I think the last hard freeze - it was in the 20s several nights in a row, which is unheard of for us - did our two Norfolk pines in. One was a "gift" from Su when they moved to Vernon. The other was from Mother's funeral. They were both very special to me, but I never thought they couldn't take the cold. We've talked about putting a greenhouse in that corner of the yard. Big John's always wanted a greenhouse. It might be just what we need for the future ... more to come on that soon!
Monday, March 8, 2010
Tuesday, March 2, 2010
We hosted a garden party this past weekend. It was by invitation only - a very exclusive list! Sunshine showed up, as did the tiller, some seeds, 500 pounds of limestone, the hoe, the shovel, blood, sweat, and tears! Oh, Big John and I were there too.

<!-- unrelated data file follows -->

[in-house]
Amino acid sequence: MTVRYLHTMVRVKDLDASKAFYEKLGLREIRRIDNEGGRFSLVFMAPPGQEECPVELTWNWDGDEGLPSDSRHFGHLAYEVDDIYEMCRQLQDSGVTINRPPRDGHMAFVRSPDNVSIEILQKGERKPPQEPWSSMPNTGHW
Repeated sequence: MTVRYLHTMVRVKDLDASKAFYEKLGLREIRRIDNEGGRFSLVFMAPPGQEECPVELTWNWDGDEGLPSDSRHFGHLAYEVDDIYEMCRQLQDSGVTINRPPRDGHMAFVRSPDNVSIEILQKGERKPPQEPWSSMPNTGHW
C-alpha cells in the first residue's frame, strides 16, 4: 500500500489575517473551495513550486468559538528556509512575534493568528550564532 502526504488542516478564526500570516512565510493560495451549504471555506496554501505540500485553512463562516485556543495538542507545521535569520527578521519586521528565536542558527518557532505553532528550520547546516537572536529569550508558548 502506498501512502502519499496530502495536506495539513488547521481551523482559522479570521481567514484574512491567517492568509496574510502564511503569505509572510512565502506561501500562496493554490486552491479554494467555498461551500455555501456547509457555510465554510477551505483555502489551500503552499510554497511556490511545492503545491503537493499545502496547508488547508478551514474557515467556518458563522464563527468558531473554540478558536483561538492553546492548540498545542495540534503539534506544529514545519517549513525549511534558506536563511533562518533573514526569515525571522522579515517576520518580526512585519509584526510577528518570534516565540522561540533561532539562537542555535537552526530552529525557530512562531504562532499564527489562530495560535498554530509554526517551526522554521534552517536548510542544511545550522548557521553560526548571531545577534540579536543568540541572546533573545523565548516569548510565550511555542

It has been a long, cold, wet, WEIRD winter - at least by South Texas standards. The temperature was in the upper 30s again this morning - March 2nd (Texas Independence Day! The greatest state in the nation!). Old timers have told me that this is how it used to be - we'd have spells where the cattle were knee deep in mud from one Fall to the next. It must have been before my time, 'cause I sure don't remember it. I have been heard to say recently (before this winter hit) that I sure wouldn't mind living somewhere where they actually get more seasons than "warm" and "hot as hell" -maybe Tyler or Abilene. Well, I told Big John this morning that if THIS is what winter is really like, I might have to revise my wishes! My blood is too thin for this.